Hot Cross Buns

Good morning everyone, I’m back on the rightly scheduled blog day! Hope you’re all doing ok, I sadly can’t say the same for my family and I, as the cream I was given to help my ankle caused a reaction to my skin and made my foot go weird, so I’m going to have to […]

Hot Cross Buns

In My Opinion

Modern Dubai is A Third World Country Wearing A First World Mask

My family lived in Dubai in the 1970’s, when employees willing to move there received an additional wage called “hardship pay.”

Sheikh Rashid Bin Said Al Makhtoum was the benevolent ruler who only had one wife, by choice. He was wise in his dealings and generous to our Girl Scout Troop, allowing us to ride horses from his stables.

Jumeirah Beach was a lovely stretch of beach where our company hosted “seafood bawls,” a Louisiana cuisine staple. Shrimp, crabs, potatoes, onions and corn on the cob were boiled in huge pots. Newspaper was spread on makeshift tables made from planks of plywood on sawhorses, and the feast was piled on the newspaper.

We, the “younguns” would venture away from the lights around the tables to explore abandoned buildings, now only foundations. We heard nothing but the wind and waves as they lapped the beach. Oh, and our laughter, filled the night as we played.

New Dubai is a parody, a facade, truly castles and industries built on the sands of an artificial playground. Nothing left of the once beautiful and old world charm. It saddens me, because I see behind the mask.

If you read the news, you know how even wives and daughters of the rulers of Dubai are treated. How those of the servant class are treated, virtually slaves. Glamor on display, but squalor and degradation behind the glitz and glamor.

I mourn the “hardship” of my Dubai. It was home to me and this new Dubai is a transient place with a false face.

“Tell Me A Story.”

Long ago, in our childhood, my younger sister would say this to me as we tried to fall asleep at night. Our life behind closed doors was far from the perfect family facade we were coerced into living for an abusive father.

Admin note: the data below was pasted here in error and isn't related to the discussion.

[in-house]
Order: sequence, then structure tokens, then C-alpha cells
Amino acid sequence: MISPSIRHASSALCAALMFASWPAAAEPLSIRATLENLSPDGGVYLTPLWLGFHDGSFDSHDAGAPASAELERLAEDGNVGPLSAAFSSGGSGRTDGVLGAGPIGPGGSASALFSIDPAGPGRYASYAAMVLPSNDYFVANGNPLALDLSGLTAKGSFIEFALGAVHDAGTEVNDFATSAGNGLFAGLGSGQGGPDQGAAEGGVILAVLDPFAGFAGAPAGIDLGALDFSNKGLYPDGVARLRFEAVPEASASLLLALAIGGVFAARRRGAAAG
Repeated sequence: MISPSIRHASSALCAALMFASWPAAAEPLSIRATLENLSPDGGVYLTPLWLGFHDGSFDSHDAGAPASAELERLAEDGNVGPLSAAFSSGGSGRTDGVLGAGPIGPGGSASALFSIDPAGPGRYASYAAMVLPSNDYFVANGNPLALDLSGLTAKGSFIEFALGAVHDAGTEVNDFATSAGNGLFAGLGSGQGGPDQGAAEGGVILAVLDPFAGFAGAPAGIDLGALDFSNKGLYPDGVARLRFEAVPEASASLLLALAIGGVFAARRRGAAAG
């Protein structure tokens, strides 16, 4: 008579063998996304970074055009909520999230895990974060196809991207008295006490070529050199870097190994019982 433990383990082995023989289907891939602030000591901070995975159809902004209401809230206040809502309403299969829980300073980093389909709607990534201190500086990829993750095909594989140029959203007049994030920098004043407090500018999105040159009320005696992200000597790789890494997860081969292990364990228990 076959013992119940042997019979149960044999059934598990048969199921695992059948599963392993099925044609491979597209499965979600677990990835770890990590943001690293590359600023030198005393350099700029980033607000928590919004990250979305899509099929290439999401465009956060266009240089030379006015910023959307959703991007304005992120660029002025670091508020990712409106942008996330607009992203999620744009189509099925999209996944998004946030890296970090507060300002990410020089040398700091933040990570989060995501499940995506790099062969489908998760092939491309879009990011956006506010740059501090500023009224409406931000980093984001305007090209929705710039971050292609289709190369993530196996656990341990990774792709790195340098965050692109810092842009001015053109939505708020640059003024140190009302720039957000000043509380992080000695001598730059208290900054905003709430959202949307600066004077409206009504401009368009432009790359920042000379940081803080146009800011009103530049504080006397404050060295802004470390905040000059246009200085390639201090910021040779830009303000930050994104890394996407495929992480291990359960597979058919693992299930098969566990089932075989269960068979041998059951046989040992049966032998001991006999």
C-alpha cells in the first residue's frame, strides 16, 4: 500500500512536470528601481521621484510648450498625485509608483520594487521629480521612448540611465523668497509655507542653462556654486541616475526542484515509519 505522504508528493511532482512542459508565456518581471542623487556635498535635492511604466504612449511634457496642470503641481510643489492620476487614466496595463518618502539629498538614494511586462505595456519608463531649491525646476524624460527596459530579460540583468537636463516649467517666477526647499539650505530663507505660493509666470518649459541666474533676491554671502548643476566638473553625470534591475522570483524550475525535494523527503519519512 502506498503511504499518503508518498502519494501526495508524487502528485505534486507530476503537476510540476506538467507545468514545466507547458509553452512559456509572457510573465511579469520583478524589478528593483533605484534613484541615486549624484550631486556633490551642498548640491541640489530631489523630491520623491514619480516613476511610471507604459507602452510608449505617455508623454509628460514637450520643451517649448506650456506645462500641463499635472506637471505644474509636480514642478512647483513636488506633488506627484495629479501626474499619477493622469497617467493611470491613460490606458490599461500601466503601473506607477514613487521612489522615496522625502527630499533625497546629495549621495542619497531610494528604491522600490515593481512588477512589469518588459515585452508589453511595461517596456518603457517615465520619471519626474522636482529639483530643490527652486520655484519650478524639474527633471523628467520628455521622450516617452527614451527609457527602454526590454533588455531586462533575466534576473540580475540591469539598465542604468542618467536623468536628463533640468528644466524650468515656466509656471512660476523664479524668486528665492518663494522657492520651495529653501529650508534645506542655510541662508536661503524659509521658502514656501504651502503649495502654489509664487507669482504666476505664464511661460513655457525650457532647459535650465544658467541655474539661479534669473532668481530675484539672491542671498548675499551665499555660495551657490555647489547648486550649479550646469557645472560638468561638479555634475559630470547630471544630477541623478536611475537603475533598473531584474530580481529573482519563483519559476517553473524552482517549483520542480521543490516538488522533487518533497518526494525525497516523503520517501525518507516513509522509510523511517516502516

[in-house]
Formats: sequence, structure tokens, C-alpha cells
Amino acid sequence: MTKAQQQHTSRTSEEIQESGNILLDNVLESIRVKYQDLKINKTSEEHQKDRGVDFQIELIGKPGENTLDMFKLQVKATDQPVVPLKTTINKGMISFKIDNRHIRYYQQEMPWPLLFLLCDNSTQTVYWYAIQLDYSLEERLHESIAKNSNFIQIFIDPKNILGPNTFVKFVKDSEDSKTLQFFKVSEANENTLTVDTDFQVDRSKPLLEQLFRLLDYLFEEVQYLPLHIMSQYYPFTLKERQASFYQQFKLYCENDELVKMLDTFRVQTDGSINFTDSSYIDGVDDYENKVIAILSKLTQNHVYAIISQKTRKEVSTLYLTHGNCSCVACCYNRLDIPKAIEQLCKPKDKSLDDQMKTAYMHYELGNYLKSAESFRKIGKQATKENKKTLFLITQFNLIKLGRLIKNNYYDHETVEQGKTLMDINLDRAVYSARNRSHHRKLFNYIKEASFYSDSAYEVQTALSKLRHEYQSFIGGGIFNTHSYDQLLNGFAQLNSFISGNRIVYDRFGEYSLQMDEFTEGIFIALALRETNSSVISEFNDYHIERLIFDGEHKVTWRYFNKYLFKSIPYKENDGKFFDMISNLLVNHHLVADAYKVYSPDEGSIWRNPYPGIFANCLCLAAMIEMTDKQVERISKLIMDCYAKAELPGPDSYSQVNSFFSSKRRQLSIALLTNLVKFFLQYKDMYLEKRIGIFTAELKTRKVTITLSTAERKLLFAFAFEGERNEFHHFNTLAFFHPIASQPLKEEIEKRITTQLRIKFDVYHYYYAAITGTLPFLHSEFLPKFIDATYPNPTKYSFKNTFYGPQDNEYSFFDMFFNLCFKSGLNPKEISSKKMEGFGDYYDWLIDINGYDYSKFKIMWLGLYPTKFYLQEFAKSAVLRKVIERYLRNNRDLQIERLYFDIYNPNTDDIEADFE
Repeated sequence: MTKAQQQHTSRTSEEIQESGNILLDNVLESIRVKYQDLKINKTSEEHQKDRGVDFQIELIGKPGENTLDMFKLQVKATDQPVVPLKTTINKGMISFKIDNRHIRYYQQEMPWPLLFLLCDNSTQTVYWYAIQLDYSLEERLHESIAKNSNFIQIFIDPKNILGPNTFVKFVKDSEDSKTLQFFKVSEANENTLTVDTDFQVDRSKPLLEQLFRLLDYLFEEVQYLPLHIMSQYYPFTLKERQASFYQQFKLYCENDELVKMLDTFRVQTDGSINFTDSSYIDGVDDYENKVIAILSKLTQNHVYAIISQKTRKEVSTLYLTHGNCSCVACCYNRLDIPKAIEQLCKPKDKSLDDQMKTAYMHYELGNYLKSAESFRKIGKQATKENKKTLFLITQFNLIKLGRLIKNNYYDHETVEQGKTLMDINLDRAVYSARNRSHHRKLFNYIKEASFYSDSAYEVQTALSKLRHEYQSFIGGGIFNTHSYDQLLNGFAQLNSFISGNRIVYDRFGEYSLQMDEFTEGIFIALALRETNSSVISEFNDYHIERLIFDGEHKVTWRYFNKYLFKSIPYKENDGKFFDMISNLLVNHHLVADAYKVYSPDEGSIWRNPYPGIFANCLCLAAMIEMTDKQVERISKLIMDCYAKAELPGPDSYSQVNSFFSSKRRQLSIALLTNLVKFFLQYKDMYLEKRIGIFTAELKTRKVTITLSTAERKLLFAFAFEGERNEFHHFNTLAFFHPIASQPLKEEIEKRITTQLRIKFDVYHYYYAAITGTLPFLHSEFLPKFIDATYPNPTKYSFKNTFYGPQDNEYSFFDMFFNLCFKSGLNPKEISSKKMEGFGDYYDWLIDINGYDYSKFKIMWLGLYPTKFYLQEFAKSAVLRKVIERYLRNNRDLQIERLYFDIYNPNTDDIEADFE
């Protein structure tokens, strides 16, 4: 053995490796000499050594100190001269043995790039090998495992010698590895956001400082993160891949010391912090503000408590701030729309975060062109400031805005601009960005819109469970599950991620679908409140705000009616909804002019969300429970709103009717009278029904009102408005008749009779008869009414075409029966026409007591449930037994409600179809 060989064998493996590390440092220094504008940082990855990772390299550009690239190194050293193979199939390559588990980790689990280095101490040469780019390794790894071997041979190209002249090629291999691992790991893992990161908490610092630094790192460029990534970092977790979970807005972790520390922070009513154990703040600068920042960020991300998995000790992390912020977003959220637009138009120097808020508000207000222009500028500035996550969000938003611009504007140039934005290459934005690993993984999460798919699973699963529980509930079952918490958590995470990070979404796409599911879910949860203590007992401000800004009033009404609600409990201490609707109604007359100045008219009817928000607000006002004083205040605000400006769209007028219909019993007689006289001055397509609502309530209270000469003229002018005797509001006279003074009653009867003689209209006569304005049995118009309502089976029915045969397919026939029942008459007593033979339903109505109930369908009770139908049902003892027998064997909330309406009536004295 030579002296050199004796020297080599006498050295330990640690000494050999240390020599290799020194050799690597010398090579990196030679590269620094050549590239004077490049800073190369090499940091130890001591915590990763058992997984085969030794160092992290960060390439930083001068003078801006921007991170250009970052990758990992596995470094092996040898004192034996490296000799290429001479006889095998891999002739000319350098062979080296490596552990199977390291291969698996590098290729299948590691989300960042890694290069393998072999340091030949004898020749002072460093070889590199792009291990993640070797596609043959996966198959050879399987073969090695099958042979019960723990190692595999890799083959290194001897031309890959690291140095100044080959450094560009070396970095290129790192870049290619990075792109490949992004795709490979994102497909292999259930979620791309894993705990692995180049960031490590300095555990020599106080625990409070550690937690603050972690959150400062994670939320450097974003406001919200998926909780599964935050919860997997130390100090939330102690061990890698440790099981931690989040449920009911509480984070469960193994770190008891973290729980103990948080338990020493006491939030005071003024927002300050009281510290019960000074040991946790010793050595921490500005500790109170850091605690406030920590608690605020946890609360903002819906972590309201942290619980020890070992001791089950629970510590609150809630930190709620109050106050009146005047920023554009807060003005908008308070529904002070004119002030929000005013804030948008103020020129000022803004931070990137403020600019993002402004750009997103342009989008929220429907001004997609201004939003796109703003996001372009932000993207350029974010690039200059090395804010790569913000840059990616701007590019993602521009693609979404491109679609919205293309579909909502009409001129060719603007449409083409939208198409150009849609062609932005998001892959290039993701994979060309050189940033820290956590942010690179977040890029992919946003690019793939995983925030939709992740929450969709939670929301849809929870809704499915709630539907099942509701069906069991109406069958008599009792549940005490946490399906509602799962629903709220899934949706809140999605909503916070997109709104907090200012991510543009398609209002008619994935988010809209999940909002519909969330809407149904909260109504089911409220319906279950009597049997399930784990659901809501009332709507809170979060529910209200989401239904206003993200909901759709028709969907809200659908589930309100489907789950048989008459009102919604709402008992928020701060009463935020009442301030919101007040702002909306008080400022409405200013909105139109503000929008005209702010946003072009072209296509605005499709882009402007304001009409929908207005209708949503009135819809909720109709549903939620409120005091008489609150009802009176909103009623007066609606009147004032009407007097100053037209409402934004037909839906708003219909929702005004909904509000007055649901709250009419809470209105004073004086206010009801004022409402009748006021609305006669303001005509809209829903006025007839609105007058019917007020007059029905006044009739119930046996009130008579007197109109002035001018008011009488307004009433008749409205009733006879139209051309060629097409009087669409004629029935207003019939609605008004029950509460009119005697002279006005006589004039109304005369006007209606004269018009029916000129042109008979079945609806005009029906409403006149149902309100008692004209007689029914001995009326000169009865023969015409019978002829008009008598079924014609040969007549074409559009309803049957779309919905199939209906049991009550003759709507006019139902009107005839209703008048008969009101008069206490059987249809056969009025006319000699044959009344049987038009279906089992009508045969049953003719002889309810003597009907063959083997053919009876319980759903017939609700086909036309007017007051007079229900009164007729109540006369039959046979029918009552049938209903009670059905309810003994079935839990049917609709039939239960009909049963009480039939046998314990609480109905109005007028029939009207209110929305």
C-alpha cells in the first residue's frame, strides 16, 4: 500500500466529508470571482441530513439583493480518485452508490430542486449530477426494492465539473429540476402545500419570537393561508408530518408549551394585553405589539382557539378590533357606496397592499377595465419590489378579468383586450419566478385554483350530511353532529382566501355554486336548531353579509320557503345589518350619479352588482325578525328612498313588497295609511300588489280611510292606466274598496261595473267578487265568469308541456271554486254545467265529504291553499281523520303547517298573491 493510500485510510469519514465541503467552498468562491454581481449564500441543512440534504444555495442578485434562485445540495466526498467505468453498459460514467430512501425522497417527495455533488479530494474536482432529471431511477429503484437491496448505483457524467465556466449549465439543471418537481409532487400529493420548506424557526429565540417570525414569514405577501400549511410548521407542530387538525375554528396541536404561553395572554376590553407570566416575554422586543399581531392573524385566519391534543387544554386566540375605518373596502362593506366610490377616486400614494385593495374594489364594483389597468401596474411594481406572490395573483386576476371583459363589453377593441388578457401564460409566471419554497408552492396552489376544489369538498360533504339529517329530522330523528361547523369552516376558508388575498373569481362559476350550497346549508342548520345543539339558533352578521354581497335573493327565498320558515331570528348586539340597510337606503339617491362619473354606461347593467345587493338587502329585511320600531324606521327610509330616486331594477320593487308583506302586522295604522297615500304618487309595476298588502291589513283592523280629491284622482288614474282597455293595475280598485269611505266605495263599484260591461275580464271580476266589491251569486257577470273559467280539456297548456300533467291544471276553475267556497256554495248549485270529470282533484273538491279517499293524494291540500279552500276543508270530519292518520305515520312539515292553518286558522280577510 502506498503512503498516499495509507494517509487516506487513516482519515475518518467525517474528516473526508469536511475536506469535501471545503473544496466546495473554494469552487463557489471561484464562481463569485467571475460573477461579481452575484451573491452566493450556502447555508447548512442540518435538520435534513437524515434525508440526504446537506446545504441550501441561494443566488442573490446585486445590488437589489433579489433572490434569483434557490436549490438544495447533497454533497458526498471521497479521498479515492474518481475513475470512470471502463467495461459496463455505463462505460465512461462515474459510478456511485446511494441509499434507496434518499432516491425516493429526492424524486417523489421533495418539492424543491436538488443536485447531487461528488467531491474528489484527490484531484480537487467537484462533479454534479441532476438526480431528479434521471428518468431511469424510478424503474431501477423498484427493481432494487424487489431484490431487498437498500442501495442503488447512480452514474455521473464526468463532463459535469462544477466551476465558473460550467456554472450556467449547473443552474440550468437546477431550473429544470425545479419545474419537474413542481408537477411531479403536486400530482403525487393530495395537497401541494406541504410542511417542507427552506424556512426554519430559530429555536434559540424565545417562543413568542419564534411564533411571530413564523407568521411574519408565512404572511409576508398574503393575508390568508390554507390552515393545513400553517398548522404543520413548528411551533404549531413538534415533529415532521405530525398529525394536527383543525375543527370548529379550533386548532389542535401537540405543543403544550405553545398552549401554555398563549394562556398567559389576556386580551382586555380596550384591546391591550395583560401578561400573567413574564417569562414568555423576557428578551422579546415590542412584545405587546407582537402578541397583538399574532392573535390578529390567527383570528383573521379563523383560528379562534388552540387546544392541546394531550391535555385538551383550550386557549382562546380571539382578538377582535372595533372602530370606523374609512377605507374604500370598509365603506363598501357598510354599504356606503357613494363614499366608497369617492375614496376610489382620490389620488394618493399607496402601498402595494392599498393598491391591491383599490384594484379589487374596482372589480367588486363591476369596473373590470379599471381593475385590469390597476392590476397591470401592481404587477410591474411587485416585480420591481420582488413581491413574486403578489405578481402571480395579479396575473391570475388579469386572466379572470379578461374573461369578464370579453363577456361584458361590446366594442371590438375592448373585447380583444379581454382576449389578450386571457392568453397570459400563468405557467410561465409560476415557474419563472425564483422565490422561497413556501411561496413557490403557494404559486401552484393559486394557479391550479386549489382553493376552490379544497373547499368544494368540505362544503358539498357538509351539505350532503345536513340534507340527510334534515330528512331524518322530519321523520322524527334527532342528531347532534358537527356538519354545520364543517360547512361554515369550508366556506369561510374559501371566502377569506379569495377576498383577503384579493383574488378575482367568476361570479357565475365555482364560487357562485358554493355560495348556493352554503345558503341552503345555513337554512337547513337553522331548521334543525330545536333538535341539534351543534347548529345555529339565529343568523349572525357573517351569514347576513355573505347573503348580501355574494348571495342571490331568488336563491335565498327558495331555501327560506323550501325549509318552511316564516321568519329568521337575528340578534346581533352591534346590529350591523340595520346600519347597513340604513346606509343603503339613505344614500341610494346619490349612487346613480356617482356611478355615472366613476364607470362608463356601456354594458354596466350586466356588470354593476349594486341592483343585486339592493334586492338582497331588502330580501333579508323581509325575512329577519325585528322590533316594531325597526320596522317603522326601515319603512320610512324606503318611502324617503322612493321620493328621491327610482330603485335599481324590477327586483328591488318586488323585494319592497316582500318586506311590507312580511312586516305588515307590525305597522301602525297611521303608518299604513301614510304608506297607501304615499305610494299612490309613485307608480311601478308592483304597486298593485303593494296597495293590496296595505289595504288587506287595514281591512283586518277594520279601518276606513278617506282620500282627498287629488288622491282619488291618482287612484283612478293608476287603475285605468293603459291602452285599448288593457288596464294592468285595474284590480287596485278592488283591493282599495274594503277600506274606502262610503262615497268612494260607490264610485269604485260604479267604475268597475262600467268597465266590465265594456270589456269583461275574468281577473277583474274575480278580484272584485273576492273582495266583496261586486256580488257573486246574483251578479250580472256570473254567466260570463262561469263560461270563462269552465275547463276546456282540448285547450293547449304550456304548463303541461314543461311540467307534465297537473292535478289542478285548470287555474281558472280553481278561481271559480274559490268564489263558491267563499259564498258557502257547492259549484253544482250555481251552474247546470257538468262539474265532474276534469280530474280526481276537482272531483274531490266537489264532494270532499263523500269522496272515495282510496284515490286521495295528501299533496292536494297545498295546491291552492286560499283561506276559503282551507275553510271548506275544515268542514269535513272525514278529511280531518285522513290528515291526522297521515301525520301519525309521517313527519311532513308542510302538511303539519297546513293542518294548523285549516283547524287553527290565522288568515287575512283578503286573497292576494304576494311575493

My sister died on July 17, 1995. She had been in a coma since her car lost control in a curve in the early morning hours of July 15, 1984. Not wearing her seatbelt, she was thrown from her car and her head hit a utility pole.

I saw her there, in ICU, my beautiful golden haired, blue-eyed sister. From birth to graduation, people called her “Doll.” Beautiful inside and out, smart and funny. Now she lies in her bed, fingernails and toenails perfectly polished.

She’s on life support, the front side of her hair shaved and the stitches mark the place where they removed part of her skull as her brain swelled. One cut on her chin that didn’t even require stitches is her only other injury.

“Tell Me A Story.” I hear her say this to me in a whisper all these decades later. My pen now whispers across pages, notebooks filled with pages of all the words. So, though I haven’t been able to do her justice, I will not give up.

Dearest of sisters, my Sidekick through life, I haven’t given up, I’ve only been side-tracked by that man we used to call Daddy. He’s proven his worthlessness and I delete him for his depravity.

I remember how we huddled together, laughing silently as I told you stories making the real monster raging in another room into a comical coward, one we could blow away when we synchronized our breath.

For My Sister